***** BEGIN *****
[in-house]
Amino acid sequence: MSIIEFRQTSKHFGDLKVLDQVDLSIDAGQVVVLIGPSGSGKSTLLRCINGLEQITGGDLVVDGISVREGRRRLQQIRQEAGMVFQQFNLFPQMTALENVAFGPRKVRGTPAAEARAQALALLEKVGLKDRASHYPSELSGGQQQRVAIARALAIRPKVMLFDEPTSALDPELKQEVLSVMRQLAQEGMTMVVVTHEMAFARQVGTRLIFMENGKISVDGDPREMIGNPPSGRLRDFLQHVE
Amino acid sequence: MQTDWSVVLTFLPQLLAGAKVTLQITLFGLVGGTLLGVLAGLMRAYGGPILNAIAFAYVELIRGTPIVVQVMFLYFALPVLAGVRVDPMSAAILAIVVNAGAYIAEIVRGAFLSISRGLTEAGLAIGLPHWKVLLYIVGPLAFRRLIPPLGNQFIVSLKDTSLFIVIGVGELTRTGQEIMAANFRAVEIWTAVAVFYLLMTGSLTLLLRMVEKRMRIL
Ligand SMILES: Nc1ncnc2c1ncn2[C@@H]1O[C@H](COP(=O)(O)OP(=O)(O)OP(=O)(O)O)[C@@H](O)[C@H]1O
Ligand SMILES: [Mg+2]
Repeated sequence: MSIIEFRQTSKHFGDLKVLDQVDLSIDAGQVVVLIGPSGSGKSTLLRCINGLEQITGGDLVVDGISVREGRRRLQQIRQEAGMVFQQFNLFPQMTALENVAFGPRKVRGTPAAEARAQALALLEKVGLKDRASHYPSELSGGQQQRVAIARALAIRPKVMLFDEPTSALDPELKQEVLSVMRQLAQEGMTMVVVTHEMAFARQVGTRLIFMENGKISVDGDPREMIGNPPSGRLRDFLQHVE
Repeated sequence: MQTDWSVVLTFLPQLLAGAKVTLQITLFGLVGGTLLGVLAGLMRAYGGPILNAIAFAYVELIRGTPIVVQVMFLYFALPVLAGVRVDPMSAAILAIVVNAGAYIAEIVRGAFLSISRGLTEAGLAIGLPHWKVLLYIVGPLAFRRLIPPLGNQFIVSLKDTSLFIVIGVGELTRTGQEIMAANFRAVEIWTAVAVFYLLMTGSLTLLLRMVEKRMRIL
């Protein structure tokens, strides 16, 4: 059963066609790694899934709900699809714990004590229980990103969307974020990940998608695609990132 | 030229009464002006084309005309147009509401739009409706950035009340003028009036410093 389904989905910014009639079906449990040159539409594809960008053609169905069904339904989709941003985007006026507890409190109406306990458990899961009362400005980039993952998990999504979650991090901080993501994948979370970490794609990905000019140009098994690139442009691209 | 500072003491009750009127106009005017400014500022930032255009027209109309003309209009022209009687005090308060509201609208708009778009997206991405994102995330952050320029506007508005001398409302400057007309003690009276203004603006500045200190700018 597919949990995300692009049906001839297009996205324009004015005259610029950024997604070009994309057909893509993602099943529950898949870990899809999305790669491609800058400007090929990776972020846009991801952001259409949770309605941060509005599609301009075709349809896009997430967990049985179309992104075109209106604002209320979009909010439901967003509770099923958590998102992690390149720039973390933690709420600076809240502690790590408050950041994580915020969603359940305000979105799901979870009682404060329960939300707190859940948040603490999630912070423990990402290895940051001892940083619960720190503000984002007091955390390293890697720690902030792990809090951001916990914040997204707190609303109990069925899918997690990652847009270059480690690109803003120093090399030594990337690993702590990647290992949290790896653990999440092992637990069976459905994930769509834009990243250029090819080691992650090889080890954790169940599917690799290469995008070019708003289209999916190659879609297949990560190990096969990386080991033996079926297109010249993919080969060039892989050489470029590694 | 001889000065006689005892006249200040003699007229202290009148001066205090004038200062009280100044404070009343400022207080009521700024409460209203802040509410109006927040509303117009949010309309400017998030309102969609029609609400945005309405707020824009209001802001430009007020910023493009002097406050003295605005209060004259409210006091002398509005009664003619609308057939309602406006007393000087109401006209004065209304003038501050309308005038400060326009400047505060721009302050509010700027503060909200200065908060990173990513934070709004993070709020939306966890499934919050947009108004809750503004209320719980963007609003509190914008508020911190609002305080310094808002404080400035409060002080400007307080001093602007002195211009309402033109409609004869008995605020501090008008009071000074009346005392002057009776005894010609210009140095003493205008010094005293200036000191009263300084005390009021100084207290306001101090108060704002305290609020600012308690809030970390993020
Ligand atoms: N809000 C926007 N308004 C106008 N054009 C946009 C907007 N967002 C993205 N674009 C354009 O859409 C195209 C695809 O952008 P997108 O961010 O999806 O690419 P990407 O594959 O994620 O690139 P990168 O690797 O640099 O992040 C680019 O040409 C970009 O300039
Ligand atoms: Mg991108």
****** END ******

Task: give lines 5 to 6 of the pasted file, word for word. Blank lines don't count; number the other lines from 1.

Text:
Ligand SMILES: [Mg+2]
Repeated sequence: MSIIEFRQTSKHFGDLKVLDQVDLSIDAGQVVVLIGPSGSGKSTLLRCINGLEQITGGDLVVDGISVREGRRRLQQIRQEAGMVFQQFNLFPQMTALENVAFGPRKVRGTPAAEARAQALALLEKVGLKDRASHYPSELSGGQQQRVAIARALAIRPKVMLFDEPTSALDPELKQEVLSVMRQLAQEGMTMVVVTHEMAFARQVGTRLIFMENGKISVDGDPREMIGNPPSGRLRDFLQHVE